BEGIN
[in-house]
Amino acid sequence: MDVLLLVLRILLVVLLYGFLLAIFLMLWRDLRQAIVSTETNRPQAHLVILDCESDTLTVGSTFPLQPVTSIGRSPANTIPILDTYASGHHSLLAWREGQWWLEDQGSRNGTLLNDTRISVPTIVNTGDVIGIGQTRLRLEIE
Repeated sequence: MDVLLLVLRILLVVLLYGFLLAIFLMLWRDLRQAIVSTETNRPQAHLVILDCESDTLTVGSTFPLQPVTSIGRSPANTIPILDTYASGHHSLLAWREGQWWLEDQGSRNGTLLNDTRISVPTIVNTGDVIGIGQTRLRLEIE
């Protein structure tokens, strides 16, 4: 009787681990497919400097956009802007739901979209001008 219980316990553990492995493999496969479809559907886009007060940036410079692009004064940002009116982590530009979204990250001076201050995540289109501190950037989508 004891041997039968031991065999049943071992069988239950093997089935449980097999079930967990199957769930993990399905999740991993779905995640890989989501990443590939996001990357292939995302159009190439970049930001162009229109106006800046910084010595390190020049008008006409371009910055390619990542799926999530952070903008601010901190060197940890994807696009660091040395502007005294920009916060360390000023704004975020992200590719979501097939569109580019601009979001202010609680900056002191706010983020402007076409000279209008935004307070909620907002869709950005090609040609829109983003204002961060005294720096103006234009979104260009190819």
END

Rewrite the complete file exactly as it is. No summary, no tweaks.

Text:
[in-house]
Amino acid sequence: MDVLLLVLRILLVVLLYGFLLAIFLMLWRDLRQAIVSTETNRPQAHLVILDCESDTLTVGSTFPLQPVTSIGRSPANTIPILDTYASGHHSLLAWREGQWWLEDQGSRNGTLLNDTRISVPTIVNTGDVIGIGQTRLRLEIE
Repeated sequence: MDVLLLVLRILLVVLLYGFLLAIFLMLWRDLRQAIVSTETNRPQAHLVILDCESDTLTVGSTFPLQPVTSIGRSPANTIPILDTYASGHHSLLAWREGQWWLEDQGSRNGTLLNDTRISVPTIVNTGDVIGIGQTRLRLEIE
């Protein structure tokens, strides 16, 4: 009787681990497919400097956009802007739901979209001008 219980316990553990492995493999496969479809559907886009007060940036410079692009004064940002009116982590530009979204990250001076201050995540289109501190950037989508 004891041997039968031991065999049943071992069988239950093997089935449980097999079930967990199957769930993990399905999740991993779905995640890989989501990443590939996001990357292939995302159009190439970049930001162009229109106006800046910084010595390190020049008008006409371009910055390619990542799926999530952070903008601010901190060197940890994807696009660091040395502007005294920009916060360390000023704004975020992200590719979501097939569109580019601009979001202010609680900056002191706010983020402007076409000279209008935004307070909620907002869709950005090609040609829109983003204002961060005294720096103006234009979104260009190819």